My book came out this week; and, like an expectant parent, I held it in my hands for the first time with a mixture of elation and trepidation. Elation that all of my hard work and effort had finally come to fruition. Trepidation that I might not meet its needs and it might not meet my expectations.
I have often dreamed of what it must feel like to hold my own book in my hand, to run my fingers along a spine that has my name on it. In fact, the reality is somewhat anti-climactic. It is like the day after you bring your first child home from the hospital, when it begins dawns on you that you have got at least 18 years of dealing with this person and now what are you going to do?
And yet there is something about our babies and our dreams that keeps us going. Maybe it is the smell. Babies have their own unique smell—that rich, sweet, milky smell that somehow transports us to our own sense of wonder at seeing the world for the first time. Books, too, have their own clean, crisp smell of black ink poised on white pages, waiting to transport us to places we might never be able to visit otherwise.
My book reminded me of when I was a girl. I know I am dating myself here, but our quizzes used to be mimeographed onto paper and then passed out to the class. There is nothing quite like the smell of a mimeograph; “pleasingly antiseptic” are words that come to mind. Of course, the first thing all of us did was hold the paper to our noses and inhale that tangy (most likely toxic) aroma of purple ink on paper. And in that moment, no matter who we were, whether we were an “A” student or an “F” student, there was always the possibility of doing well and of making the grade. It was with that same sense of possibility that I fanned the pages of my book and inhaled the tart fragrance of fresh ink on paper.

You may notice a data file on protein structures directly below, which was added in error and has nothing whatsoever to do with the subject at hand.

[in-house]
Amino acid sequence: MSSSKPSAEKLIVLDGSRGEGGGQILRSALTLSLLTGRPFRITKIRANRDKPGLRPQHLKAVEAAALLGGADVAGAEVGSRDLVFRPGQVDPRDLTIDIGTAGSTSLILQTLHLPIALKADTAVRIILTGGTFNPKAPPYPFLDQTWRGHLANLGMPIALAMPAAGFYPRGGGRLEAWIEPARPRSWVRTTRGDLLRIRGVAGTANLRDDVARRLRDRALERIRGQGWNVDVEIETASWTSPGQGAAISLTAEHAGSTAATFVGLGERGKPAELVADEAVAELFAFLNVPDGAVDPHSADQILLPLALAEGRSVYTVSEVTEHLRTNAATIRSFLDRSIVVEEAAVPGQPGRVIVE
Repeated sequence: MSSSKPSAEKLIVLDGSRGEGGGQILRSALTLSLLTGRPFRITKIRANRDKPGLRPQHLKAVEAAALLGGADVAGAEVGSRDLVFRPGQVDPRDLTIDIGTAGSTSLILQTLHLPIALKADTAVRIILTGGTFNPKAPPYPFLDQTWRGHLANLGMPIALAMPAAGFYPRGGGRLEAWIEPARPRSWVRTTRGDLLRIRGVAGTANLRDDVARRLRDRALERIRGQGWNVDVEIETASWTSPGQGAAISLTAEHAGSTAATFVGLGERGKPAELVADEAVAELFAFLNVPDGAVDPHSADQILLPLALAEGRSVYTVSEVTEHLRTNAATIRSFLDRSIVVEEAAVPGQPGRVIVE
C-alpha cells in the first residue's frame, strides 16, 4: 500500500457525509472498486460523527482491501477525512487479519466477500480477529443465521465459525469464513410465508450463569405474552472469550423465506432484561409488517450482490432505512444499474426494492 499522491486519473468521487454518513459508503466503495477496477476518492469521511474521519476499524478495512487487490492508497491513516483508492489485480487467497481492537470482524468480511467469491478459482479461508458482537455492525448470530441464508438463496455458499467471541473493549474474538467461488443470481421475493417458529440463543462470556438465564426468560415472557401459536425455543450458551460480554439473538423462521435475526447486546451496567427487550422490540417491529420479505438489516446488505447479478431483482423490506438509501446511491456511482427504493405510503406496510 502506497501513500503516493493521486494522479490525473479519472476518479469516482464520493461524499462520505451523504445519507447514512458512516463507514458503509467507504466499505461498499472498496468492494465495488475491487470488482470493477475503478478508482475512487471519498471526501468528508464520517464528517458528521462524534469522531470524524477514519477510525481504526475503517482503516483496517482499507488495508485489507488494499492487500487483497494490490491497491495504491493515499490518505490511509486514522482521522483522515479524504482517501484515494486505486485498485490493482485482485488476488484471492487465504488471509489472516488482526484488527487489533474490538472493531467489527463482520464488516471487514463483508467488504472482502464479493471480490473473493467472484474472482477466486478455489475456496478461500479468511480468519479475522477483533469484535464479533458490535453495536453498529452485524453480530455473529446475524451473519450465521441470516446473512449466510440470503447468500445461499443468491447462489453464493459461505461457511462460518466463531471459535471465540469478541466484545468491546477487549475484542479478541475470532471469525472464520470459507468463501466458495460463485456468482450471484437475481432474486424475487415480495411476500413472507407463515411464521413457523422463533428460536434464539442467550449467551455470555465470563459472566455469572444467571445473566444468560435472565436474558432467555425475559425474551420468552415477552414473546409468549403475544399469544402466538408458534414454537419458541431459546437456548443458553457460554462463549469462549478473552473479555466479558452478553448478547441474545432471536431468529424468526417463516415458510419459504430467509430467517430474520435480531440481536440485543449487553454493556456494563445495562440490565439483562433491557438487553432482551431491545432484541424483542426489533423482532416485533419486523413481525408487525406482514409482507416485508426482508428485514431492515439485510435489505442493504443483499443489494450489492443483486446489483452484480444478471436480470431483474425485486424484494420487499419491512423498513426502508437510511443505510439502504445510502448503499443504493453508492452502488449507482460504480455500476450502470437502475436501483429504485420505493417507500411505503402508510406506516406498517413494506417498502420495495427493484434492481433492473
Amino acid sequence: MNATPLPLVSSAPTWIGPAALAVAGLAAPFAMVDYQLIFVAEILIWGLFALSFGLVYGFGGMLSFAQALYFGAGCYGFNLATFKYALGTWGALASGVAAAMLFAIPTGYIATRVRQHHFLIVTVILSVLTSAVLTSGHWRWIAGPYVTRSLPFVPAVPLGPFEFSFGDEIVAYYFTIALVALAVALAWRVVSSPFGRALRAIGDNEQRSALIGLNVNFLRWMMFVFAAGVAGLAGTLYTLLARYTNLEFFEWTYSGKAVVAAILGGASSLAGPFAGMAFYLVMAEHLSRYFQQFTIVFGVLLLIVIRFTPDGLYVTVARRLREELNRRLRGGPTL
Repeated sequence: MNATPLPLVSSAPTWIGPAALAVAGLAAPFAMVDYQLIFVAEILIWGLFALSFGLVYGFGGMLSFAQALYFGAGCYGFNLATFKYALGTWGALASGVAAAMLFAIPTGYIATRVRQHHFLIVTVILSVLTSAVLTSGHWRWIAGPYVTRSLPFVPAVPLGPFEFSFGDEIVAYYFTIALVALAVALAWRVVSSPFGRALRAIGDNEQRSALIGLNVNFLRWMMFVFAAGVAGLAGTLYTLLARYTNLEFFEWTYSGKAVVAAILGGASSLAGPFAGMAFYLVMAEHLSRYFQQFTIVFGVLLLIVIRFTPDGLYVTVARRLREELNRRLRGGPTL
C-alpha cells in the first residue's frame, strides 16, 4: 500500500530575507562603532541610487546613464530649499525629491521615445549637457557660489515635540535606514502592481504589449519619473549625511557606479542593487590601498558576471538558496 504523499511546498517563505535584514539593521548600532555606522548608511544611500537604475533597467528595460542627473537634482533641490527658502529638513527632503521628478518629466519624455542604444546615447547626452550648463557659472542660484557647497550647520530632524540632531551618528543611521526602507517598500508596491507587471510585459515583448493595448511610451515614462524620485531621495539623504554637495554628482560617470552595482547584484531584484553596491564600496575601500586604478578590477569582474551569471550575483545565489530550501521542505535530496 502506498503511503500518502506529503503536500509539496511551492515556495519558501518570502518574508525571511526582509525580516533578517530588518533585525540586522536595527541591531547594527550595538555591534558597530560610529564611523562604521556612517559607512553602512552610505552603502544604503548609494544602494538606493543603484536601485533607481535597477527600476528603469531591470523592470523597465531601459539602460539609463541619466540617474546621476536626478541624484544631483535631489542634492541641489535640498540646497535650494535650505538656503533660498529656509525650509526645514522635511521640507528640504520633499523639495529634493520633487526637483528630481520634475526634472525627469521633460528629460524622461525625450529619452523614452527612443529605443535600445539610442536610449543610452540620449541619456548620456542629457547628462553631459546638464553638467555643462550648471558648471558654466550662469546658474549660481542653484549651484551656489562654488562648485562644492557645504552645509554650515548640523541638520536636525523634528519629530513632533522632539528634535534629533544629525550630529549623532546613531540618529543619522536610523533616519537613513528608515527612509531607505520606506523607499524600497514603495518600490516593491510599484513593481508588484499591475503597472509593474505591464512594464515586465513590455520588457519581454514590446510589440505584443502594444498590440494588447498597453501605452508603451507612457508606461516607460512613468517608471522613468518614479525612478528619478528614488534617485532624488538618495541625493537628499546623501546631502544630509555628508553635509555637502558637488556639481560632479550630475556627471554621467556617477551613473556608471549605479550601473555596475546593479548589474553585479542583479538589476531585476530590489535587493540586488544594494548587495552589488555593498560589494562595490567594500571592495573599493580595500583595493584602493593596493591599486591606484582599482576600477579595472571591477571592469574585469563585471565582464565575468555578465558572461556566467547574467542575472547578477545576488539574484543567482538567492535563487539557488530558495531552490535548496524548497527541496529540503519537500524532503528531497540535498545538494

One of the shocking things for most authors—and most parents, for that matter—is the amount of control we have over our little creations once they reach maturity. We conceive of them, labor over them, give birth to them...and then they take on a life of their own and become their own creations. From that point on, all we can do is watch and hope.
As the author of a “green” book, I had hoped that my publisher would print sustainably; but I had no say in whether or not he actually would. After all, the guy has got to make payroll; and it is not like the publishing industry is dealing with huge profit margins (although their margins are slightly better than most authors I know).
At any rate, my publisher apparently found it fiscally sound to print this book on FSC certified paper, which means that it comes “from well-managed forests, controlled sources and recycled wood or fiber.” Doesn’t sound very sexy, I know. But, if one can judge a book by its cover, then this book is very green indeed. And that’s a good thing.
The Forest Stewardship Council is a non-profit organization, formed in 1993 by a diverse group, consisting of loggers and foresters on the one hand and environmentalists and sociologists on the other, all of whom wanted to establish a worldwide standard for sustainable forestry. Today, the FSC has offices in more than 40 countries and offers independent, third-party accreditation services that allow consumers like you and me to make sure the products we are buying come from forests “that are managed to meet the social, economic and ecological needs of present and future generations.”
The fact that I have devoted so much time and energy to researching and then writing about businesses and organizations that have met their “triple bottom line” of profitability, social responsibility, and environmental sustainability does not lessen the thrill I get when I consider that my product could also meet those criteria. After all, it is one thing to know something in theory and another to put it into practice.
I suppose if I were truly green I would eschew paper altogether; and, given my own children’s propensity to read books (not!), I suppose that is where we are headed. Amazon’s Kindle may well be a precursor of things to come. And, if it is, I am sure there will be benefits to that change of venue; but I will still crave the scent of a book.